拍品 43
  • 43

馬克斯·恩斯特

估價
600,000 - 800,000 USD
已售出
招標截止

描述

  • Max Ernst
  • 《大萍葉》
  • 款識:藝術家簽名 Max Ernst(左下)
  • 油彩畫布
  • 21 1/4 x 25 3/8 英寸
  • 54 x 64.5 公分
oil on canvas
53 by 64cm.
Painted in 1928.

來源

Schlesisches Museum der Bildenden Künste, Breslau (inventory no. 23835; deaccessioned by July 8, 1937)

Buch und Kunsthandlung Karl Buchholz, Berlin, from January 1939 to January 1945 (on commission for sale from the Reichsministerium für Volksaufklärung und Propaganda)

Rosgartenmuseum, Konstanz, 1945-48 on deposit

Galería Buchholz, Madrid, 1948 and Buchholz Gallery, New York, 1949

Curt Valentin, New York (acquired from the above 1949)

Kleeman Galleries, New York (acquired from the estate of the above)

Alexandre Iolas, New York

Pierre Schlumberger

Acquired from the Estate of the above by the present owner in 1988

展覽

Munich, Hofgarten-Arkaden, Entartete Kunst, 1937, no. 16191

出版

Peter-Klaus Schuster, Die “Kunststadt” München 1937, Nationalsozialismus und “Entartete Kunst”, Munich, 1987, p.164, illustrated p.163

Stephanie Barron, Degenerate Art. The Fate of the Avant-Garde in Nazi Germany, Los Angeles, 1991, p. 69, illustrated p. 232

Annegret Janda, Jörn Grabowski, Kunst in Deutschland 1905-1937: die verlorene Sammlung derNationalgalerie im ehemaligen Kronprinzen-Palais, Berlin, 1992, no. 81, p.  99

Anja Tiedemann, Die "entartete" Moderne und ihr amerikanischer Markt: Karl Buchholzund Curt Valentin als Händler verfemter Kunst, Berlin, 2013

拍品資料及來源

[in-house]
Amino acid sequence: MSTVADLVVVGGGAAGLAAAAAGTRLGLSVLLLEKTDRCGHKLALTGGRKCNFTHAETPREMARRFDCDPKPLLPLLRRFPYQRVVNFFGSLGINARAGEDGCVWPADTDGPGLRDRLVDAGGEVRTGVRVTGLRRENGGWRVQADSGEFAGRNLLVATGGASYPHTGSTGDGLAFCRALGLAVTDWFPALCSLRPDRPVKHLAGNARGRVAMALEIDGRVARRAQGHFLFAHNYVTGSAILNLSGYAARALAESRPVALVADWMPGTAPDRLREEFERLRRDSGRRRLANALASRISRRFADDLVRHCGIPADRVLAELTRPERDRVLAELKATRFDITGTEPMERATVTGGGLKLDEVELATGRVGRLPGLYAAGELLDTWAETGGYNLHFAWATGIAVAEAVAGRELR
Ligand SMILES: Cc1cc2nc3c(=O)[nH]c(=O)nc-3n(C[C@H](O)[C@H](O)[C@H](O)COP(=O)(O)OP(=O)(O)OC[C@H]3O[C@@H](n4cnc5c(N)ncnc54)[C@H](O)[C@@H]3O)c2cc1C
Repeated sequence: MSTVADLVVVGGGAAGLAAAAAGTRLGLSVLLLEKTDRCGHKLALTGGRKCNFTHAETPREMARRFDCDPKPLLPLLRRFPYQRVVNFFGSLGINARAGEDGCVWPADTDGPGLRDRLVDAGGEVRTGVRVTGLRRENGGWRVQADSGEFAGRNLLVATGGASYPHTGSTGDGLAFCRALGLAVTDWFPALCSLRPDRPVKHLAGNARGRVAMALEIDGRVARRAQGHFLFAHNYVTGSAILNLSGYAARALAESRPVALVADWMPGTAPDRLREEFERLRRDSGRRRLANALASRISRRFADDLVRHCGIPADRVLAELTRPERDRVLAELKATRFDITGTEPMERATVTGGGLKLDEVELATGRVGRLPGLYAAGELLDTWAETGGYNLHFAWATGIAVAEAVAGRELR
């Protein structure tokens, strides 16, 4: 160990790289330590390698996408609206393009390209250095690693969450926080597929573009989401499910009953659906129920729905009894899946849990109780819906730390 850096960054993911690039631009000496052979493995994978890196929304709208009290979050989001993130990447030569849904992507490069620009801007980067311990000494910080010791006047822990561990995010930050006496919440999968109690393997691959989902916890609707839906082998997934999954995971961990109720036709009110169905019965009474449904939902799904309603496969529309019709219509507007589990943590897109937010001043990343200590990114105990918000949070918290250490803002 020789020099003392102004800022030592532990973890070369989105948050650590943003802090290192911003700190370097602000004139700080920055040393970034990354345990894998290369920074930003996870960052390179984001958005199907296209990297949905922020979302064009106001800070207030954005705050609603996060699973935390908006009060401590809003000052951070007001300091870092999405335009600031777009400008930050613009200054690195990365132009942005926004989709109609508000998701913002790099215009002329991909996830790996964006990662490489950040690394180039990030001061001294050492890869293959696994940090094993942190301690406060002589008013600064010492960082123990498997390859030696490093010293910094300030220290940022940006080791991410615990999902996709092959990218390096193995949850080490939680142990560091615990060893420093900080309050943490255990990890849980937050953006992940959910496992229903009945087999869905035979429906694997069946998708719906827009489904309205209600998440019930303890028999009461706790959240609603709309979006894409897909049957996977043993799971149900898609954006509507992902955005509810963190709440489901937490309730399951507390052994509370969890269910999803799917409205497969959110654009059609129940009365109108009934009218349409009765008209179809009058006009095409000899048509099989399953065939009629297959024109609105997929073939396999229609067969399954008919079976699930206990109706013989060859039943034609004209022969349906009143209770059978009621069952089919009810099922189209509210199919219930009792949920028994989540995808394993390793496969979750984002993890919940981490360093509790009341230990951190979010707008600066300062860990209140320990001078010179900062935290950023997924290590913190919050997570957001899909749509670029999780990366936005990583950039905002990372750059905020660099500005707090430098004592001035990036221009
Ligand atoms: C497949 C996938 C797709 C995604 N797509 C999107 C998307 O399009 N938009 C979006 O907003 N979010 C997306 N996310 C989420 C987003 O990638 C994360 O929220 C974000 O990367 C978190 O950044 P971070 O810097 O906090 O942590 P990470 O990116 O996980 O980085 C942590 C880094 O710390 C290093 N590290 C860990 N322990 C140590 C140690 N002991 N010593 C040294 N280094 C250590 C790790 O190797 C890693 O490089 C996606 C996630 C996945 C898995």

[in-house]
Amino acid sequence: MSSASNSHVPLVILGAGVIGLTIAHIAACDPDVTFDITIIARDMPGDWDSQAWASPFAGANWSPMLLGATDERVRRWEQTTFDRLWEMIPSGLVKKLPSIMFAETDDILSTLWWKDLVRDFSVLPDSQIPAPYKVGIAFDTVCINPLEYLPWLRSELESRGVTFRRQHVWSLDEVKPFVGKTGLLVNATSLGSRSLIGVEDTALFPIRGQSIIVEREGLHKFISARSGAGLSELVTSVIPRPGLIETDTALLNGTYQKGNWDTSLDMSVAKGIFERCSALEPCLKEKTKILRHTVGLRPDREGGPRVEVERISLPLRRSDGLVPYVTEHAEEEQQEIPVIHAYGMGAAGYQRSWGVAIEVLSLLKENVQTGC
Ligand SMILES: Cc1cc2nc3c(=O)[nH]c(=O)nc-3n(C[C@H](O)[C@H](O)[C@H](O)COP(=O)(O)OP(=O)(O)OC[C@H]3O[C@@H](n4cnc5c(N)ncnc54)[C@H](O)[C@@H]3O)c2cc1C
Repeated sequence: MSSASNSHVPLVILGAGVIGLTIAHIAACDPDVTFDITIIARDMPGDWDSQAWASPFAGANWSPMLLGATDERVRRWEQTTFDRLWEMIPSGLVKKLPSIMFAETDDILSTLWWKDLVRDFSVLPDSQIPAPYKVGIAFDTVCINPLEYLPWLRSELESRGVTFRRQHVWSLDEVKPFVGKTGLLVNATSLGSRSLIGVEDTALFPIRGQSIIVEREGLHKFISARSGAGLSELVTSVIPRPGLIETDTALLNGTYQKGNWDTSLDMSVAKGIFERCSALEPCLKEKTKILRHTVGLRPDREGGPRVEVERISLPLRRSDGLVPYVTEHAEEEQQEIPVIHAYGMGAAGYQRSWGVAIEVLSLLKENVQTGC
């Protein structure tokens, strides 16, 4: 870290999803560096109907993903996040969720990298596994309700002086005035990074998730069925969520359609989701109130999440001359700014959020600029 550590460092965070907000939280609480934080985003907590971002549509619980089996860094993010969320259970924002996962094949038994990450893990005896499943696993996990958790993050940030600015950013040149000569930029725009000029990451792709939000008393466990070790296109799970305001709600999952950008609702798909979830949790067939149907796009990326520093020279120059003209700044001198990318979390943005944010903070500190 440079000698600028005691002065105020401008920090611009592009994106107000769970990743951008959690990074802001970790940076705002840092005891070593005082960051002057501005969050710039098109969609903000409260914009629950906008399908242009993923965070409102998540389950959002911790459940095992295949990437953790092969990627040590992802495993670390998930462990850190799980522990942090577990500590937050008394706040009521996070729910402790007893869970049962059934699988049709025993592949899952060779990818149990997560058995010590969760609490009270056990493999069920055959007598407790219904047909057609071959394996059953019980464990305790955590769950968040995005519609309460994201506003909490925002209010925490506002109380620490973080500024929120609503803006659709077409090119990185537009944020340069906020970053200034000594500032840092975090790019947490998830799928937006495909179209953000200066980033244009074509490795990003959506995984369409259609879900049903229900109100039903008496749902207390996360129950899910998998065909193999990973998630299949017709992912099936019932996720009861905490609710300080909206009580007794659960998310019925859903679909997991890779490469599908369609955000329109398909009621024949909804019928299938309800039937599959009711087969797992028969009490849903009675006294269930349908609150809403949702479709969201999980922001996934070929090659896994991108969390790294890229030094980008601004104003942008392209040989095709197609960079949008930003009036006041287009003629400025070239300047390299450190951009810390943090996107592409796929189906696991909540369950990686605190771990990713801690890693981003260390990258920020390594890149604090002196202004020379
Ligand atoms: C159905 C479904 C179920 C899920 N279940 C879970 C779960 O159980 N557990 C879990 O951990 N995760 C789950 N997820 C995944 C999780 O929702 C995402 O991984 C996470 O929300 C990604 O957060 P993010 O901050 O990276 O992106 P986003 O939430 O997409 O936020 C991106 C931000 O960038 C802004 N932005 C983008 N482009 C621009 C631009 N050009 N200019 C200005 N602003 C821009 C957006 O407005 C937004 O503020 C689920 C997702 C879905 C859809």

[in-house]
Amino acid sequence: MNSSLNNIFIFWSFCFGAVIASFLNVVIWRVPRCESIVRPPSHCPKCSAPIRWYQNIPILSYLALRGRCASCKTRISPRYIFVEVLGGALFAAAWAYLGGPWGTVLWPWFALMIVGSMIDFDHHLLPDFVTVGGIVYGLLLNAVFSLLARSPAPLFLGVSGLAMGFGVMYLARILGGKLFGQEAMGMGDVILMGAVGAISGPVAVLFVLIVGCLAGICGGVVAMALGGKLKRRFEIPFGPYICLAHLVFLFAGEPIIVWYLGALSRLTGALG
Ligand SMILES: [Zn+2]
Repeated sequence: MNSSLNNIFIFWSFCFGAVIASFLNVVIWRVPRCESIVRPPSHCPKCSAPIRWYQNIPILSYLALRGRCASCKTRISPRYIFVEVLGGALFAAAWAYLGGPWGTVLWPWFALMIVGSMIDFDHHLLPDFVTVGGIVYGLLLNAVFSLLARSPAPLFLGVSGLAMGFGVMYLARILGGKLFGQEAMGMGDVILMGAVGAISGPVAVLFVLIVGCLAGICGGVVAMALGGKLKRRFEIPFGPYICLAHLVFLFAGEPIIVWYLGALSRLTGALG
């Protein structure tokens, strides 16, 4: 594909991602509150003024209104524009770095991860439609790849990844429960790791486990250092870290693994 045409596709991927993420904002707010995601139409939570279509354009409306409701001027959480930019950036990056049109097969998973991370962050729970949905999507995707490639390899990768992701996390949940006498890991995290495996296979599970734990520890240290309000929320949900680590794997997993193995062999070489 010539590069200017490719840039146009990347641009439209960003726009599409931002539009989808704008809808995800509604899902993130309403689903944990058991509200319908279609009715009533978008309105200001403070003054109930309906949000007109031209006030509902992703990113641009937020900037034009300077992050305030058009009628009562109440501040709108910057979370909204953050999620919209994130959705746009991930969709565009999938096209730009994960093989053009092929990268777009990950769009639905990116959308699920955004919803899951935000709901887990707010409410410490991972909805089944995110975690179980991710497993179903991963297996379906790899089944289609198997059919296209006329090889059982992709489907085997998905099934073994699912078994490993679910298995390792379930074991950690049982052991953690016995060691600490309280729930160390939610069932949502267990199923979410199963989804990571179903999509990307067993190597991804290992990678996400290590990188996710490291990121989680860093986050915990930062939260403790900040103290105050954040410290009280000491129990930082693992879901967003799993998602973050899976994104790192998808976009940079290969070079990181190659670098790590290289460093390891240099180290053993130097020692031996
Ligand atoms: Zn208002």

Painted in 1928, Muschelblumen  is a remarkable example of Ernst’s artistic experimentation during a pivotal period in his career. Ernst had always looked for approaches to applying pigment that broke with traditional modes of representation, and his discovery of frottage in 1925 would prove a key moment. On holiday in Pornic, France at the time, Ernst described the moment in some detail in his Biographical Notes, ‘a rainy day in a seaside inn found me gazing at the floor boards of my room. My gaze became excited, then obsessed by the sight of the boards, where a thousand rubbings had deepened the groves [sic]. I decided then to investigate the meaning of this obsession and, to help my meditative and hallucinatory faculties, I made a series of drawings by placing on the boards sheets of paper, which I rubbed with black lead. I gazed at the drawings and, surprisingly, a hallucinatory succession of contradictory images rose before my eyes… A series of suggestions and transmutations offered themselves spontaneously’ (M. Ernst, Biographical Notes, 1925, reproduced in W. Spies, Max Ernst. Life and Work, Cologne, 2005, p. 100).

This rich, new source of imagery was rapidly refined by Ernst, initially in a series of works on paper, and then, in a further development into the associated technique of grattage in which he covered canvases with a layer of paint before placing them over an object and scraping off the pigment to reveal the patterned surface beneath. In his coquillages  – which were among the first manifestations of this technique – Ernst combined large planes of abstract colour with the almost living structures of flowers or shells created through grattage. In Muschelblumen this technique produces a work of mesmerising beauty, contrasting the delicate, organic shapes of the flowers against the dark cosmos of the background.





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